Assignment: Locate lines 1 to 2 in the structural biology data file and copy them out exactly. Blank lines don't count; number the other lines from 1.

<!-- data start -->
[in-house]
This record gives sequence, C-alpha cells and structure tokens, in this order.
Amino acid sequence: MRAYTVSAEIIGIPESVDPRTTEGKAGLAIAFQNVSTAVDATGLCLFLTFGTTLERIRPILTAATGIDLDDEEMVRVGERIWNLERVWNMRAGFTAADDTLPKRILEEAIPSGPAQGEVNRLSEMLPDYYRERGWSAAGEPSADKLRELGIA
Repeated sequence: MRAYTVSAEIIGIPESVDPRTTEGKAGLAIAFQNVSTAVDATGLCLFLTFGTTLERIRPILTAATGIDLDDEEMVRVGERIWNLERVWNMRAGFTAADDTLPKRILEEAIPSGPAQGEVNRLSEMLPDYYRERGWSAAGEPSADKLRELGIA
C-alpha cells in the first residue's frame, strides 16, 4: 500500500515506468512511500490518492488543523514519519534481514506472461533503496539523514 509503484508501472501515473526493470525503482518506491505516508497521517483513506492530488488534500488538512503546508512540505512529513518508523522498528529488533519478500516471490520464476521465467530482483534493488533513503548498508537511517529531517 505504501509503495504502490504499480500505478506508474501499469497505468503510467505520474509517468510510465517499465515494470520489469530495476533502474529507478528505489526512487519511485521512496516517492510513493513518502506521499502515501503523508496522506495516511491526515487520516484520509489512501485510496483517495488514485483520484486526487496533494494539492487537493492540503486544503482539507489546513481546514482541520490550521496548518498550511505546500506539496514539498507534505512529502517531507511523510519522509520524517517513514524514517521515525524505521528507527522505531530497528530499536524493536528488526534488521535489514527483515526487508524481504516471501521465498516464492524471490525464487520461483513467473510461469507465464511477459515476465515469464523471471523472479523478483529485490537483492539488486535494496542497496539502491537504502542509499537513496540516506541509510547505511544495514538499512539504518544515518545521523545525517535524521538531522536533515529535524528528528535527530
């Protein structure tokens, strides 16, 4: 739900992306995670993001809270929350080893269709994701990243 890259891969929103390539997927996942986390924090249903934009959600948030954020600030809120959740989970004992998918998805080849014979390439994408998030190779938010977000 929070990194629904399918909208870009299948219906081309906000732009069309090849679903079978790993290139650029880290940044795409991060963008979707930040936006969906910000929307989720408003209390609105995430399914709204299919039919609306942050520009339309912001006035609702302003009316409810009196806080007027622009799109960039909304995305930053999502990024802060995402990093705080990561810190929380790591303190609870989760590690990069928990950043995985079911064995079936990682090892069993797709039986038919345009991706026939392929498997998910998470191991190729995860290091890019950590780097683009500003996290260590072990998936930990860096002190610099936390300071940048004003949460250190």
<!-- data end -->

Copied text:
[in-house]
This record gives sequence, C-alpha cells and structure tokens, in this order.